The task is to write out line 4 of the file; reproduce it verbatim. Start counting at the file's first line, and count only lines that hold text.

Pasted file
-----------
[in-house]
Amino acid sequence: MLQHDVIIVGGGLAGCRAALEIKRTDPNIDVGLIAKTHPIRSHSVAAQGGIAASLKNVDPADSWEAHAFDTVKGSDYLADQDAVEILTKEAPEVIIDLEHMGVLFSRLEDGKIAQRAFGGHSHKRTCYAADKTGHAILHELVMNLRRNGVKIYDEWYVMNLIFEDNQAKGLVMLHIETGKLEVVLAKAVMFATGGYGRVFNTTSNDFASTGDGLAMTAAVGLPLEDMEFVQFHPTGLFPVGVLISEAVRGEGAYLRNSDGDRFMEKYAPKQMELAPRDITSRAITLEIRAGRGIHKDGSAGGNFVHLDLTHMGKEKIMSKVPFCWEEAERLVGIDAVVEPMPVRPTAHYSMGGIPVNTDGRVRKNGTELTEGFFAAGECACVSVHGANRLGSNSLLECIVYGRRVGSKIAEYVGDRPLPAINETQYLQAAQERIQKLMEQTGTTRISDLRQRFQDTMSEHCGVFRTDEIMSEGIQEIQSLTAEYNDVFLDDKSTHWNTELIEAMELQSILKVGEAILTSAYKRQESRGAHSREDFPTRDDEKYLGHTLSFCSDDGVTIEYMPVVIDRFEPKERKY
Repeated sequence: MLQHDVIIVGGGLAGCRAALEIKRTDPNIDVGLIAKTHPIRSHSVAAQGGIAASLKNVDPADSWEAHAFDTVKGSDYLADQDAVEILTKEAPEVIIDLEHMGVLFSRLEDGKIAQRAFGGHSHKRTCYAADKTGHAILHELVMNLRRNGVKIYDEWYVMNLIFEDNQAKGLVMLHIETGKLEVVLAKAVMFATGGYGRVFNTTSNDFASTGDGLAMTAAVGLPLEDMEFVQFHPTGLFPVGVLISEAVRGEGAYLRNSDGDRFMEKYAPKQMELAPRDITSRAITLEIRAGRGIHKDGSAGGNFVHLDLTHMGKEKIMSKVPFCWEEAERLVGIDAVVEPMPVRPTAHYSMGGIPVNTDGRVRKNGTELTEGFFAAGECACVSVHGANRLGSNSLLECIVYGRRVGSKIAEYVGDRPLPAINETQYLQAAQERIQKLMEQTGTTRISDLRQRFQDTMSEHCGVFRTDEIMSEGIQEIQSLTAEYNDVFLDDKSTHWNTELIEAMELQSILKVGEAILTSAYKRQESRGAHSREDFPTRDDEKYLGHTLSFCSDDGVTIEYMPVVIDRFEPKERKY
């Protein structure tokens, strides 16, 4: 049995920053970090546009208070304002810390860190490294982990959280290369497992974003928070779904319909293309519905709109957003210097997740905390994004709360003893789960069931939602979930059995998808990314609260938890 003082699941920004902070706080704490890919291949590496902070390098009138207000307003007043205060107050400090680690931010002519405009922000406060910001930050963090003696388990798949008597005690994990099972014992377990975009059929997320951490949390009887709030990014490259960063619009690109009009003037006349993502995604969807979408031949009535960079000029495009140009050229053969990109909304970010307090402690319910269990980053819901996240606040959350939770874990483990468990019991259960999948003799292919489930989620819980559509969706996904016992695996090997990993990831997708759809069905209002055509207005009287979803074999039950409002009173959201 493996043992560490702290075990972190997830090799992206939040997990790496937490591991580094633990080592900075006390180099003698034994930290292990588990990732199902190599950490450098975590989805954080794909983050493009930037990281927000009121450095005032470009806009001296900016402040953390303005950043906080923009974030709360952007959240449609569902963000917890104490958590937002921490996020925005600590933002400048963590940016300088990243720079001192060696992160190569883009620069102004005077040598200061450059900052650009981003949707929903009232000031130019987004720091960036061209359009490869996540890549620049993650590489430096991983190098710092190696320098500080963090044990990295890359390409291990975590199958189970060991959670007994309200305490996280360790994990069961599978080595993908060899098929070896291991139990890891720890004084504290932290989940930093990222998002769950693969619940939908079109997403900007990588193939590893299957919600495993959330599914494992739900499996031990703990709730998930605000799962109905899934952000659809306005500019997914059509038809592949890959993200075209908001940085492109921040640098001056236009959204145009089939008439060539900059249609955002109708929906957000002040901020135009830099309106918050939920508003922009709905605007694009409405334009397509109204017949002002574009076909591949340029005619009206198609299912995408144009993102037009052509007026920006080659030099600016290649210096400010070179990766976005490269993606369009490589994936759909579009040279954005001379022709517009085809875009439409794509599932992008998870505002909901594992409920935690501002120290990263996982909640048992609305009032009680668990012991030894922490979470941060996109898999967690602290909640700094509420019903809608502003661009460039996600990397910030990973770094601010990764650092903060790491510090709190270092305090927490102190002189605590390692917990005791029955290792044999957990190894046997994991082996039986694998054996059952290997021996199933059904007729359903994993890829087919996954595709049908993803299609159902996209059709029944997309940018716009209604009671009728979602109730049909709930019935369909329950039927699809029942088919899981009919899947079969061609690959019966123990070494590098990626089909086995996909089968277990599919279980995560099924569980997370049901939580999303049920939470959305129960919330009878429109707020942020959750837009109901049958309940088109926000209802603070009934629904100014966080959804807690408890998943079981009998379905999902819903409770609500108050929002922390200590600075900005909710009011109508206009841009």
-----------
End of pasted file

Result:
């Protein structure tokens, strides 16, 4: 049995920053970090546009208070304002810390860190490294982990959280290369497992974003928070779904319909293309519905709109957003210097997740905390994004709360003893789960069931939602979930059995998808990314609260938890 003082699941920004902070706080704490890919291949590496902070390098009138207000307003007043205060107050400090680690931010002519405009922000406060910001930050963090003696388990798949008597005690994990099972014992377990975009059929997320951490949390009887709030990014490259960063619009690109009009003037006349993502995604969807979408031949009535960079000029495009140009050229053969990109909304970010307090402690319910269990980053819901996240606040959350939770874990483990468990019991259960999948003799292919489930989620819980559509969706996904016992695996090997990993990831997708759809069905209002055509207005009287979803074999039950409002009173959201 493996043992560490702290075990972190997830090799992206939040997990790496937490591991580094633990080592900075006390180099003698034994930290292990588990990732199902190599950490450098975590989805954080794909983050493009930037990281927000009121450095005032470009806009001296900016402040953390303005950043906080923009974030709360952007959240449609569902963000917890104490958590937002921490996020925005600590933002400048963590940016300088990243720079001192060696992160190569883009620069102004005077040598200061450059900052650009981003949707929903009232000031130019987004720091960036061209359009490869996540890549620049993650590489430096991983190098710092190696320098500080963090044990990295890359390409291990975590199958189970060991959670007994309200305490996280360790994990069961599978080595993908060899098929070896291991139990890891720890004084504290932290989940930093990222998002769950693969619940939908079109997403900007990588193939590893299957919600495993959330599914494992739900499996031990703990709730998930605000799962109905899934952000659809306005500019997914059509038809592949890959993200075209908001940085492109921040640098001056236009959204145009089939008439060539900059249609955002109708929906957000002040901020135009830099309106918050939920508003922009709905605007694009409405334009397509109204017949002002574009076909591949340029005619009206198609299912995408144009993102037009052509007026920006080659030099600016290649210096400010070179990766976005490269993606369009490589994936759909579009040279954005001379022709517009085809875009439409794509599932992008998870505002909901594992409920935690501002120290990263996982909640048992609305009032009680668990012991030894922490979470941060996109898999967690602290909640700094509420019903809608502003661009460039996600990397910030990973770094601010990764650092903060790491510090709190270092305090927490102190002189605590390692917990005791029955290792044999957990190894046997994991082996039986694998054996059952290997021996199933059904007729359903994993890829087919996954595709049908993803299609159902996209059709029944997309940018716009209604009671009728979602109730049909709930019935369909329950039927699809029942088919899981009919899947079969061609690959019966123990070494590098990626089909086995996909089968277990599919279980995560099924569980997370049901939580999303049920939470959305129960919330009878429109707020942020959750837009109901049958309940088109926000209802603070009934629904100014966080959804807690408890998943079981009998379905999902819903409770609500108050929002922390200590600075900005909710009011109508206009841009």